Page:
Tuesday, July 17, 2007

Senatorial Math

Through a very circuitous route of free association, this piece at the Economist (and, please, do read the comments behind the link to the Times-Picayune) got me thinking: is there really anything that can be done in the U.S. Senate these days?

Just look at the math. Right now there are 51 members of the senate Democratic caucus. One of these member is Sen. Tim Johnson of South Dakota, who is currently recovering from a brain hemorrhage and has not gotten to the floor of the Senate during his rehab. That essentially makes the caucus 50 members. The GOP, on the other hand, holds the remaining 49 seats.

Then there are the members of the Senate running for President: Sens Clinton, Obama, Dodd, and Biden. Clearly they will have other things on their minds and probably won't be making it to some of the floor votes, committee meetings, legislative strategy jam sessions, etc. So now the Dems are really playing with only 46 members operating at full strength.

The same problem also has befallen the Republicans, but to a lesser extent. Sens. McCain and Brownback are currently on the campaign trail, thus bringing the GOP's numbers down to 47.

And since we're talking about the '08 Election, let's thrown in the 1/3 of the Senate that has essentially already begun running for re-election: 21 Republicans will see their terms expire while only 12 Dems are in the same boat. Of these 33 Larry Sabato considered seven to be competitive in February -- two (D)s (LA and SD), four (R)s (ME, MN, NH, OR), and one open (R) in CO.

(Since the retiring Senator from Colorado, Wayne Allard, won't have to worry about fund-raising and campaigning, we can assume he'll have plenty of time to spend in DC otherwise performing the duties of his office while he's not out looking for a lobbying gig and forget about him all together.)

So now we have a GOP caucus, free from distraction, that numbers 43 and a Dem caucus of 44. Some of the GOP occupiers of safe seat might have to go back home periodically to do some hand-holding with the voters -- either due to on-going corruption inquiries, as in the case of Ted Stevens, for example; or if his seat suddenly becomes very competitive, as may happen to John Warner if he doesn't retire.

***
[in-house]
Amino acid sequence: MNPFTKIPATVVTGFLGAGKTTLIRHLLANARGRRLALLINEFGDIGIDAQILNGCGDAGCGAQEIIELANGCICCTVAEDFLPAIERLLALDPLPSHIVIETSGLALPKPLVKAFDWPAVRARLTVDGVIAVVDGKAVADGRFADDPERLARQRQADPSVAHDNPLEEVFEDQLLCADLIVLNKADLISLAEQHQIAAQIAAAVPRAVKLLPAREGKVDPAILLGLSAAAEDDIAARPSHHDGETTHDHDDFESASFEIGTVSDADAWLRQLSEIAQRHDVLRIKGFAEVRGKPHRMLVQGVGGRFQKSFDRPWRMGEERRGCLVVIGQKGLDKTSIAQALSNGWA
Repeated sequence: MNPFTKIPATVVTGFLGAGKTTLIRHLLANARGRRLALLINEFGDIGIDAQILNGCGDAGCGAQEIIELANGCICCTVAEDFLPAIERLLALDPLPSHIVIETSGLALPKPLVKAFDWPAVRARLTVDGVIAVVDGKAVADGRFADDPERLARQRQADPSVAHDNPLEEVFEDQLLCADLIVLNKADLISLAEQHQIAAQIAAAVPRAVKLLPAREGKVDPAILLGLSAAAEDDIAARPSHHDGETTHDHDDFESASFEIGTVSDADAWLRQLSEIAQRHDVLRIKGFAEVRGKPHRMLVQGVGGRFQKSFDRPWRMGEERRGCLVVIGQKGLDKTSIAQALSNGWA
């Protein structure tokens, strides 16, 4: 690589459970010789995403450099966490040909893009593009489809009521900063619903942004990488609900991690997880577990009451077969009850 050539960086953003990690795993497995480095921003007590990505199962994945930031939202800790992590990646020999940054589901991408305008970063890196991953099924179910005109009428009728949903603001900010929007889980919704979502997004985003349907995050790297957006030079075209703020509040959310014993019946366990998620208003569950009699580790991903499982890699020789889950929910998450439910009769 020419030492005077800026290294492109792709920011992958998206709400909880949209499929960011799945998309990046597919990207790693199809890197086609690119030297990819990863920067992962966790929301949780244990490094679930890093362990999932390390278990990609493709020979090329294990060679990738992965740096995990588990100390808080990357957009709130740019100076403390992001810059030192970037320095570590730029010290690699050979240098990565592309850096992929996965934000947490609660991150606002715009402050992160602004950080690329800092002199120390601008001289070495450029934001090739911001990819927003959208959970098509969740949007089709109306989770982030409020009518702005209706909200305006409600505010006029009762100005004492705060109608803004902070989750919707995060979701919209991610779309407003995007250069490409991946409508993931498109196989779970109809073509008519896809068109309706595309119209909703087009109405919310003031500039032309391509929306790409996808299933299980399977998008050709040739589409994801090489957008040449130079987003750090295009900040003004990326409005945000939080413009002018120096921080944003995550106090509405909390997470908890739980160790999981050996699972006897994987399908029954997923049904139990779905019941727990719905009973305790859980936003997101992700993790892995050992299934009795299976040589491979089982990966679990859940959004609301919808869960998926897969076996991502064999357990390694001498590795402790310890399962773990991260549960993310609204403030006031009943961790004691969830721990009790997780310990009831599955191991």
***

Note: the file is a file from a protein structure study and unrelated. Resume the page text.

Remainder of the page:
Clearly, for any massively important vote, anyone mentioned above will drop what they're doing and head back to DC to do the very least that is expected of them by their constituents (i.e. vote on the floor), but chances are likely that there will be a good chunk of the Senate that will not have their hearts in the legislative game between now and November of next year.

Further complicating the matter, let's say everyone who Sabato thinks may retire actually does, a "best" case scenario which would mean that the upcoming retirees will be able to devote all of their attention to their legislative duties. Now we'd still have 11 Republicans spending a good deal of time trying to crush their token opposition and 9 Dems doing likewise. That leaves us with only an astonishing 32 full-time Republican Senators and 35 Democrats.

Oddly enough, the sum of those two numbers is 67, which is exactly how many "full-time" legislators in the Senators there should be during even numbered years (and particularly those years that don't feature a presidential election), but even during those most optimum of election cycles when this is the case there are still rarely as many as ten competitive seats featuring an incumbent. So instead of having at least 90 Senators to discharge their duties as legislators -- even in the "part-time" capacity of one running against merely nominal competition -- the country could have less than 70 for the next 16 months or so.

That's not good. 60 votes are needed to enforce cloture and 67 to override a Presidential veto. That means that on an appropriations bill that might have no significance to either a Presidential or Senatorial race next year, but huge significance to those it might actually help -- a bill that provides funds to a community health clinic in North Dakota, for example -- a vast majority, if not all, of the available Senators (or at least those not out campaigning) would have to approve. With the make-up of the Senate as ideologically divided as it is now, that's not likely going to happen.

So unless there's an Iraq bill that will likely get summarily vetoed or the nation has to sit through another Terry Shiavo redux, I wouldn't expect to see much get done in the sent until 2009.

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